There's a crisis in small-town Louisiana -- and it's only getting worse
Maybe the population numbers are not that big, and that’s one of the problems, but there is a crisis in small-town Louisiana.
Daniel Webster famously said of Dartmouth College that it is a small place, but there are those who love it. The people remaining in little hamlets across Louisiana may love them, but their economic capacity to go on is increasingly limited.
Legislative Auditor Daryl Purpera said his staff counted 850 separate water systems in the state. “That’s a lot,” he said. “And it just may no longer be possible to have a water system serving 300 households.”
Purpera’s office is ground zero of the financial crisis in "Mayberry, Louisiana." The auditors who evaluated water systems last year won a national award for their work.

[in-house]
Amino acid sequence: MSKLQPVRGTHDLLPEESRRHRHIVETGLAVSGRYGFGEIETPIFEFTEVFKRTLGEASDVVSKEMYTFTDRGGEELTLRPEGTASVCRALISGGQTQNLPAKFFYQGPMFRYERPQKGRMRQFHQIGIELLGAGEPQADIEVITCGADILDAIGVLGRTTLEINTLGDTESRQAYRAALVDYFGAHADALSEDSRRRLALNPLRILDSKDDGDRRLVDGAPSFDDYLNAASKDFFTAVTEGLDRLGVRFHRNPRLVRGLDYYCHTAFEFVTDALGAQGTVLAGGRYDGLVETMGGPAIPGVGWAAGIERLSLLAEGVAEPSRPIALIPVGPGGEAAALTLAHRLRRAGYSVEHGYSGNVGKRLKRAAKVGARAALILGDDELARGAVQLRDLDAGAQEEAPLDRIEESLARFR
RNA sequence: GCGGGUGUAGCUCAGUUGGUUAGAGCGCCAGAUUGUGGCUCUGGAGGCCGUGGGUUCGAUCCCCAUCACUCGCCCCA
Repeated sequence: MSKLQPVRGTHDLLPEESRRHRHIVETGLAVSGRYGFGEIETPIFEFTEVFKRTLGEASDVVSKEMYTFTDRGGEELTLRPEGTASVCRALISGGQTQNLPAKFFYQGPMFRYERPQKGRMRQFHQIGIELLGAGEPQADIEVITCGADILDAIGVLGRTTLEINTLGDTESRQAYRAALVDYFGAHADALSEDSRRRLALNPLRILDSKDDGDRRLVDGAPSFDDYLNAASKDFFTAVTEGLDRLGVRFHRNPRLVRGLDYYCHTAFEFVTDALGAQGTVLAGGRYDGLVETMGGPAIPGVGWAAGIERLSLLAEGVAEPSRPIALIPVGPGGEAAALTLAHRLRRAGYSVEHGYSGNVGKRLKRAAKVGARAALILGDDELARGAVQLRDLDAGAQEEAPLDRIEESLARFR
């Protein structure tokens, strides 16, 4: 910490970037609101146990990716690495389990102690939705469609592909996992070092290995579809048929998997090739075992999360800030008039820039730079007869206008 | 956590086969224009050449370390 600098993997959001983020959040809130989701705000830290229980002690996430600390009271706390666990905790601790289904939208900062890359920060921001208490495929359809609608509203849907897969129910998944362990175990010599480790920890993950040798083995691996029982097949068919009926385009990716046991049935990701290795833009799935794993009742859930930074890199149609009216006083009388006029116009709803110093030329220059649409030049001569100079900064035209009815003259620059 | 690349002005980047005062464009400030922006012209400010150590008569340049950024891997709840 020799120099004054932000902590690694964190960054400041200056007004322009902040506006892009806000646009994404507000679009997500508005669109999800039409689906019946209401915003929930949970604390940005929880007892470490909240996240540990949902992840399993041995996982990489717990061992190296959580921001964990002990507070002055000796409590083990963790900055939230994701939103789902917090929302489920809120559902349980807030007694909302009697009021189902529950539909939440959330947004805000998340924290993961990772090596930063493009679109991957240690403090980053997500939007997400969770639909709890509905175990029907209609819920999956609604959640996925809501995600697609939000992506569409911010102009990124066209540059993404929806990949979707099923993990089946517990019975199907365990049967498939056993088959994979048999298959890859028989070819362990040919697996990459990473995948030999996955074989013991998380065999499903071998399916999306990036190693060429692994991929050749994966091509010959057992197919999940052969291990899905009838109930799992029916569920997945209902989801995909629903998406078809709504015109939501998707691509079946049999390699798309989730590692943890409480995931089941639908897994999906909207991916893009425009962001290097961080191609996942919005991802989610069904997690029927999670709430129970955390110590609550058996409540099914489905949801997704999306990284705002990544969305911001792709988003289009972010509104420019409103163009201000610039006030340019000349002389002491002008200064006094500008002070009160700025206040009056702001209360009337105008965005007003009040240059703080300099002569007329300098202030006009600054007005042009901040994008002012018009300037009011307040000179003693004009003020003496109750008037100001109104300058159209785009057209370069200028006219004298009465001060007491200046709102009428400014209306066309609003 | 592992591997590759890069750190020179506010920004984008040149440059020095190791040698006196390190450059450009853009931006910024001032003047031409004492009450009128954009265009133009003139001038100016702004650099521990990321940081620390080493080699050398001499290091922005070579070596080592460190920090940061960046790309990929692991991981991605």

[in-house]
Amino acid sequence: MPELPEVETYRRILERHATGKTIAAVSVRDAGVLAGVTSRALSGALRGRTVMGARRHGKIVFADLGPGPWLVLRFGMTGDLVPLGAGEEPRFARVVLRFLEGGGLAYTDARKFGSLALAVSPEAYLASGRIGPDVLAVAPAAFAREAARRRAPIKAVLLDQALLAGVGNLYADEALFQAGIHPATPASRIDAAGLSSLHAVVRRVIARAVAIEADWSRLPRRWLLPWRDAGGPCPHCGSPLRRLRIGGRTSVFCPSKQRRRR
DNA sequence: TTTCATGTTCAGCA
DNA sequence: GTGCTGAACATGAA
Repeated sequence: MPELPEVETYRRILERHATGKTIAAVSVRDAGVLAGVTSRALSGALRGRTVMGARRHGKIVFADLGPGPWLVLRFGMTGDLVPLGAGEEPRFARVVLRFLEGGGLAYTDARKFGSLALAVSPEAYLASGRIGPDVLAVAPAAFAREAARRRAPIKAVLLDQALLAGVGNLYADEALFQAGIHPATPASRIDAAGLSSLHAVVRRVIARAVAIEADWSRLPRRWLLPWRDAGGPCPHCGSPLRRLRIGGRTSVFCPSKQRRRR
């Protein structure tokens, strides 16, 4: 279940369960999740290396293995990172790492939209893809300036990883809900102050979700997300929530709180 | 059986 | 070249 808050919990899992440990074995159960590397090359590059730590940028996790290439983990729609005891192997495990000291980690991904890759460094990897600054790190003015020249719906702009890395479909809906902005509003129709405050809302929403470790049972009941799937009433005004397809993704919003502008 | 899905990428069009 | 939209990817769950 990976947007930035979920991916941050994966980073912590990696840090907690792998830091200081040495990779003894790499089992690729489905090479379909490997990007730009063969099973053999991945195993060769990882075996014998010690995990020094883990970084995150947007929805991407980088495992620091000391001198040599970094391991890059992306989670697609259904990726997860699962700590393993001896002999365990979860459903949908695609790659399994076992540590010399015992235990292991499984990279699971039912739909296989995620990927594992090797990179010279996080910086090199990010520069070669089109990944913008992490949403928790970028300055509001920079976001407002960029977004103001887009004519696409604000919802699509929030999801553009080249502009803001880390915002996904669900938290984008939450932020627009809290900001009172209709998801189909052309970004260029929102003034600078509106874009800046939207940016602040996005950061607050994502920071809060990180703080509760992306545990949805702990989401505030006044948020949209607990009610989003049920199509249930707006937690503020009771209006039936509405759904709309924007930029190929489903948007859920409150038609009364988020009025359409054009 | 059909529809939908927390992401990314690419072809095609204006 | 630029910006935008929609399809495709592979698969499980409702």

With drinking-water crises in St. Joseph in northeastern Louisiana, the issues have become front and center in public attention. St. Joe alone cost the state millions to fix the most urgent problems. But it is accepted as given that a lot more crises are just waiting to happen.
Gov. John Bel Edwards’ task force on water infrastructure looked at data from the auditor’s office and found at least 10 that were near financial collapse.
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